By Allan R. Handysides and Peter N. Landless
I am a 68-year-old woman with some pain in my knees when I walk. The doctor told me it is osteoarthritis and that I should take an over-the-counter painkiller and lose weight. Would you please write more about what osteoarthritis is, and what I should do?
Osteoarthritis is the most common form of arthritis, and it occurs in people as they age. Arthritis is inflammation of a joint. The joints are the interfaces of bones, where the bone is covered with a smooth cartilage and encapsulated in a fibrous sac. The lining of the sac is called synovium, and it secretes synovial fluid—a joint lubricant.
In rheumatoid arthritis, the synovium is inflamed because it is targeted by the body’s immune system as though it were foreign tissue. This misguided immune response causes inflammation, and the inflammatory secretions damage the cartilage and joint, leading to deformity. Why the body attacks its own membranes has not been fully clarified.
Other forms of arthritis may be associated with infection, tumors, or even gout. In the latter condition, crystals of uric acid precipitate into the joint and cause inflammation.
Osteoarthritis is not associated with infection, tumors, crystals, or autoantibodies, but seems to occur in people who have a family predisposition, persons who have seriously overworked their joints, or even those who have suffered a trauma. In osteoarthritis, the cartilage over the end of the bone degenerates, for reasons that are not completely clear, and mild to moderate inflammation is set up in the joint. The bone underlying the damaged cartilage becomes increasingly dense, and bony outgrowths at the edges of the joint cause nobby-looking joints.
When this process involves joints such as knees or hips, it can cause difficulty in walking. If it causes small joint arthritis, as in the hands, it results in a loss of dexterity and weakness.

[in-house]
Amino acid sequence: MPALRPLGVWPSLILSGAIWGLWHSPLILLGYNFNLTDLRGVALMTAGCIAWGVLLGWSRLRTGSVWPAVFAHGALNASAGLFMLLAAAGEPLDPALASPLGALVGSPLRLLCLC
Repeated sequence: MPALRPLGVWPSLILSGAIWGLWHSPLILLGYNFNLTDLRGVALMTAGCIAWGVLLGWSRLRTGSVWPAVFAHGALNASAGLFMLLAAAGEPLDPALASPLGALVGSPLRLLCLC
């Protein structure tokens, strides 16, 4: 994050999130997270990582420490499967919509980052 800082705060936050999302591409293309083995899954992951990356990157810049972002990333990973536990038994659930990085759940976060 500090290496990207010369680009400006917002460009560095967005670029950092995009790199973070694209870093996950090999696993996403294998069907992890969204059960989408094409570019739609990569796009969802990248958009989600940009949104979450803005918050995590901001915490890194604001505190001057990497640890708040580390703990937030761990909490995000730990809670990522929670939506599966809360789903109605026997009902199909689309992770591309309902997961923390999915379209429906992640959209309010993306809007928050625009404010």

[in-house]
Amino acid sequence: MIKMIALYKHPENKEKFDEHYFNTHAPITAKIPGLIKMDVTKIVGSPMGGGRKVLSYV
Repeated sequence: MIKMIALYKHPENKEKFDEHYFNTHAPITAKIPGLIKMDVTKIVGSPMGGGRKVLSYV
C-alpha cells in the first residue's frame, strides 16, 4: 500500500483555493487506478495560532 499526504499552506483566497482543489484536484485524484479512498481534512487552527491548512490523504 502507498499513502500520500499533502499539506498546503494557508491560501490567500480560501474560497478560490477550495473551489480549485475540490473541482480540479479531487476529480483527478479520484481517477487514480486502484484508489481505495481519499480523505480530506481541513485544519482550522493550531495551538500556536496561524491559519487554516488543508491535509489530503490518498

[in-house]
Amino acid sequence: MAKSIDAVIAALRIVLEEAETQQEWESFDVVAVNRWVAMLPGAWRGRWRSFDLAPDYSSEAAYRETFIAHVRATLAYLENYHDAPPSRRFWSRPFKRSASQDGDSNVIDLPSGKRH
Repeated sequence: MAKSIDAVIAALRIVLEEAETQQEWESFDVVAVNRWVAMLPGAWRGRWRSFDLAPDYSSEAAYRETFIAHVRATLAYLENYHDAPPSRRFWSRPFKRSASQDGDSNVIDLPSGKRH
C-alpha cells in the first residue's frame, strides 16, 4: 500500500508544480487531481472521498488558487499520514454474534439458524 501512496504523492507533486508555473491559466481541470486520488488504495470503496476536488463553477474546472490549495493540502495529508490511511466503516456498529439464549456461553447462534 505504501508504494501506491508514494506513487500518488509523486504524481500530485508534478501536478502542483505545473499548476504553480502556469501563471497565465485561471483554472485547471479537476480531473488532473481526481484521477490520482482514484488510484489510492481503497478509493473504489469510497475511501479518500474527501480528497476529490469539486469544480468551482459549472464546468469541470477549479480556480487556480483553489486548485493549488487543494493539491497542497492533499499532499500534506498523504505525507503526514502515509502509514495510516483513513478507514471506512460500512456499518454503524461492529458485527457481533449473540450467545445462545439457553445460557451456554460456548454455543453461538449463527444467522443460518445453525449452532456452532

Exercise can be damaging to osteoarthritic joints, but aquatic exercise that is, swimming—has been shown to be very helpful and is the exercise of choice. It also helps to lose weight, especially if the joints involved are knee or hip joints. Dietary changes are not particularly useful in helping osteoarthritis, though a reduced acid load may help rheumatoid arthritis, hence the benefit of a vegetarian diet in that condition.
Some have touted the use of chondroitin sulfate and glucosamine, but a large controlled study sponsored by the National Institutes of Health found them not superior to placebo* (the proverbial “sugar pill”). Limited data support the use of injected hyaluronic acid into the joint, and much of the treatment revolves around pain relief. Acupuncture has been shown to improve the pain in some, but most use acetaminophen (Tylenol). The nonsteroidal antiinflammatories such as Naproxen may be tried in the lowest effective dose in cases in which Tylenol is not helping, but they have side effects on the stomach.
For many, a surgical joint replacement is very helpful, and where we used to delay this as long as possible, some studies suggest earlier replacement may prevent muscle weakness and debility and actually be associated with a more productive lifestyle.
Clearly, this is scanty coverage of this topic, and your doctors will give you more specific advice for your individualized need.
We hope you can obtain sufficient relief so you may enjoy your life.
*Clegg, D. et al., The New England Journal of Medicine, 2006, 354, pp. 794-808.
is director of the General Conference Health Ministries Department.
Peter N. Landless, M.B., B.Ch., M.Med., F.C.P.(SA), F.A.C.C.,
is ICPA executive director and associate director of the Health Ministries Department.